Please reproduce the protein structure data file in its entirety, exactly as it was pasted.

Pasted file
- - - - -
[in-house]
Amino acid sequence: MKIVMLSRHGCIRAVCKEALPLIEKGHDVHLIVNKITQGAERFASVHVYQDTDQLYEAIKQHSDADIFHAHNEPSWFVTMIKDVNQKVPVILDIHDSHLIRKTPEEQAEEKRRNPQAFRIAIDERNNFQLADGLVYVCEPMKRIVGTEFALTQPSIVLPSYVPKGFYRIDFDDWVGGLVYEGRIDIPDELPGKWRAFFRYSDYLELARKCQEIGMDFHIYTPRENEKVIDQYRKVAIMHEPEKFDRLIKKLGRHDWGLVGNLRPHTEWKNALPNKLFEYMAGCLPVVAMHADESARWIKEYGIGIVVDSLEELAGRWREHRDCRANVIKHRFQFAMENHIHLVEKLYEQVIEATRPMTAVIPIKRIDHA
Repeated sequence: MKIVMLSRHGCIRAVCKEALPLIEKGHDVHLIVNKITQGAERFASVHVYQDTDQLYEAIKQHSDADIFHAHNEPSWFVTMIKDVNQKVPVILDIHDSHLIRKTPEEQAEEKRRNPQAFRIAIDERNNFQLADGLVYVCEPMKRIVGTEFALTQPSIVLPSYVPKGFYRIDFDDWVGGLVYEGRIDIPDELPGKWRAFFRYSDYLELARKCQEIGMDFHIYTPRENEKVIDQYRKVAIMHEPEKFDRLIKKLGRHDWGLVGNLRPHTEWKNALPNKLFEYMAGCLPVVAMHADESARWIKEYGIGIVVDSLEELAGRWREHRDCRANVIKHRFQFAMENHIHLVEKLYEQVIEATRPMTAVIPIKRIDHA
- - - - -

[in-house]
Amino acid sequence: MKIVMLSRHGCIRAVCKEALPLIEKGHDVHLIVNKITQGAERFASVHVYQDTDQLYEAIKQHSDADIFHAHNEPSWFVTMIKDVNQKVPVILDIHDSHLIRKTPEEQAEEKRRNPQAFRIAIDERNNFQLADGLVYVCEPMKRIVGTEFALTQPSIVLPSYVPKGFYRIDFDDWVGGLVYEGRIDIPDELPGKWRAFFRYSDYLELARKCQEIGMDFHIYTPRENEKVIDQYRKVAIMHEPEKFDRLIKKLGRHDWGLVGNLRPHTEWKNALPNKLFEYMAGCLPVVAMHADESARWIKEYGIGIVVDSLEELAGRWREHRDCRANVIKHRFQFAMENHIHLVEKLYEQVIEATRPMTAVIPIKRIDHA
Repeated sequence: MKIVMLSRHGCIRAVCKEALPLIEKGHDVHLIVNKITQGAERFASVHVYQDTDQLYEAIKQHSDADIFHAHNEPSWFVTMIKDVNQKVPVILDIHDSHLIRKTPEEQAEEKRRNPQAFRIAIDERNNFQLADGLVYVCEPMKRIVGTEFALTQPSIVLPSYVPKGFYRIDFDDWVGGLVYEGRIDIPDELPGKWRAFFRYSDYLELARKCQEIGMDFHIYTPRENEKVIDQYRKVAIMHEPEKFDRLIKKLGRHDWGLVGNLRPHTEWKNALPNKLFEYMAGCLPVVAMHADESARWIKEYGIGIVVDSLEELAGRWREHRDCRANVIKHRFQFAMENHIHLVEKLYEQVIEATRPMTAVIPIKRIDHA